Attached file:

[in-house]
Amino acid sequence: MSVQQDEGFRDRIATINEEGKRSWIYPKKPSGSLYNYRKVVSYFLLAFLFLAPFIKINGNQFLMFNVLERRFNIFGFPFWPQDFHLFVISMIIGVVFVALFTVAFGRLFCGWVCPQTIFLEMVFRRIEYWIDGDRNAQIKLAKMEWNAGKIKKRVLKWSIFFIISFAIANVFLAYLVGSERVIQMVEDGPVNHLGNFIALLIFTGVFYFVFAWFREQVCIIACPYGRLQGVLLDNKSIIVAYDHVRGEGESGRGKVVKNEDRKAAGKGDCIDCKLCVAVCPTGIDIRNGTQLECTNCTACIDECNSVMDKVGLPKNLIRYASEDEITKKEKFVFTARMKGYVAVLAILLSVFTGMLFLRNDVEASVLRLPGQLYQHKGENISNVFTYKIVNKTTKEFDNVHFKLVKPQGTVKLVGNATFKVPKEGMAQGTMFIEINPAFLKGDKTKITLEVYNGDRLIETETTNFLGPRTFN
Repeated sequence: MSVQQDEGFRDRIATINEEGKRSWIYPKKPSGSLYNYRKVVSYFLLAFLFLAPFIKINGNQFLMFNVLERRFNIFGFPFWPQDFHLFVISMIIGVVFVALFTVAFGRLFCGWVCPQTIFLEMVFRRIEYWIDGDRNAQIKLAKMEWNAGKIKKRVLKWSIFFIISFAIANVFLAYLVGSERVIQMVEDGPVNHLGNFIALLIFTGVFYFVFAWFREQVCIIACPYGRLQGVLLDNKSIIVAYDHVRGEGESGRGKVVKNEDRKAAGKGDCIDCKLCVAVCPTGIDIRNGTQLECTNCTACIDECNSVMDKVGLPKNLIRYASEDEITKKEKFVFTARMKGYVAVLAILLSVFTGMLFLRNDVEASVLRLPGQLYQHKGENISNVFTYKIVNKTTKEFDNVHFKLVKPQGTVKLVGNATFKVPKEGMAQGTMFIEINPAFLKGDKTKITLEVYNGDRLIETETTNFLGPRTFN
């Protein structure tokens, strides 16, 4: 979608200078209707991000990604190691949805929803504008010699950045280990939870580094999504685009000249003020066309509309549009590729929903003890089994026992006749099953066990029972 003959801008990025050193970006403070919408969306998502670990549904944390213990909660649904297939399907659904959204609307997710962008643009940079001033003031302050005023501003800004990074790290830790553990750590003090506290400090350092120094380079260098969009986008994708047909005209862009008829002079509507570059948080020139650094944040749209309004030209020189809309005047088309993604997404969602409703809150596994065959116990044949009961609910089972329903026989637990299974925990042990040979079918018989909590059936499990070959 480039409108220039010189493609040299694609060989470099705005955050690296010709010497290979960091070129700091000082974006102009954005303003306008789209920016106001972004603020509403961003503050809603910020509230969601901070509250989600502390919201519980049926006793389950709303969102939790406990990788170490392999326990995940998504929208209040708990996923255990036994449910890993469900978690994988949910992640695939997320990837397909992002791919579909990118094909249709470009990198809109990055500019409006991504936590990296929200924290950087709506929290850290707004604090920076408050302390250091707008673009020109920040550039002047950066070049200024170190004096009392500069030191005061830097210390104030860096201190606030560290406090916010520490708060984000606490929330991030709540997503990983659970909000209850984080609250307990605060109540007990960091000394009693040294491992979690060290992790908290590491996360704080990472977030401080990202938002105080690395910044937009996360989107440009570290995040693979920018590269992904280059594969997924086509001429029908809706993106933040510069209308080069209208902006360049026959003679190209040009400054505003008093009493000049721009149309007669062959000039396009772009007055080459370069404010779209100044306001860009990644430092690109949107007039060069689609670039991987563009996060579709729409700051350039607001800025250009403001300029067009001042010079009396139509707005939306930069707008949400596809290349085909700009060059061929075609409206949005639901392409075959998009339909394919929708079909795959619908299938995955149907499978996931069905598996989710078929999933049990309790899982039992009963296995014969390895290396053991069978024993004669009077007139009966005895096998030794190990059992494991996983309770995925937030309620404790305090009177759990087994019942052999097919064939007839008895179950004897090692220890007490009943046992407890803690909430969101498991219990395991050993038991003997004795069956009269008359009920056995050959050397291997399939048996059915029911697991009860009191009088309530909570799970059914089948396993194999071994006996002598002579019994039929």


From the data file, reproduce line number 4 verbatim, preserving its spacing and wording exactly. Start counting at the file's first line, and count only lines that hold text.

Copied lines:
């Protein structure tokens, strides 16, 4: 979608200078209707991000990604190691949805929803504008010699950045280990939870580094999504685009000249003020066309509309549009590729929903003890089994026992006749099953066990029972 003959801008990025050193970006403070919408969306998502670990549904944390213990909660649904297939399907659904959204609307997710962008643009940079001033003031302050005023501003800004990074790290830790553990750590003090506290400090350092120094380079260098969009986008994708047909005209862009008829002079509507570059948080020139650094944040749209309004030209020189809309005047088309993604997404969602409703809150596994065959116990044949009961609910089972329903026989637990299974925990042990040979079918018989909590059936499990070959 480039409108220039010189493609040299694609060989470099705005955050690296010709010497290979960091070129700091000082974006102009954005303003306008789209920016106001972004603020509403961003503050809603910020509230969601901070509250989600502390919201519980049926006793389950709303969102939790406990990788170490392999326990995940998504929208209040708990996923255990036994449910890993469900978690994988949910992640695939997320990837397909992002791919579909990118094909249709470009990198809109990055500019409006991504936590990296929200924290950087709506929290850290707004604090920076408050302390250091707008673009020109920040550039002047950066070049200024170190004096009392500069030191005061830097210390104030860096201190606030560290406090916010520490708060984000606490929330991030709540997503990983659970909000209850984080609250307990605060109540007990960091000394009693040294491992979690060290992790908290590491996360704080990472977030401080990202938002105080690395910044937009996360989107440009570290995040693979920018590269992904280059594969997924086509001429029908809706993106933040510069209308080069209208902006360049026959003679190209040009400054505003008093009493000049721009149309007669062959000039396009772009007055080459370069404010779209100044306001860009990644430092690109949107007039060069689609670039991987563009996060579709729409700051350039607001800025250009403001300029067009001042010079009396139509707005939306930069707008949400596809290349085909700009060059061929075609409206949005639901392409075959998009339909394919929708079909795959619908299938995955149907499978996931069905598996989710078929999933049990309790899982039992009963296995014969390895290396053991069978024993004669009077007139009966005895096998030794190990059992494991996983309770995925937030309620404790305090009177759990087994019942052999097919064939007839008895179950004897090692220890007490009943046992407890803690909430969101498991219990395991050993038991003997004795069956009269008359009920056995050959050397291997399939048996059915029911697991009860009191009088309530909570799970059914089948396993194999071994006996002598002579019994039929």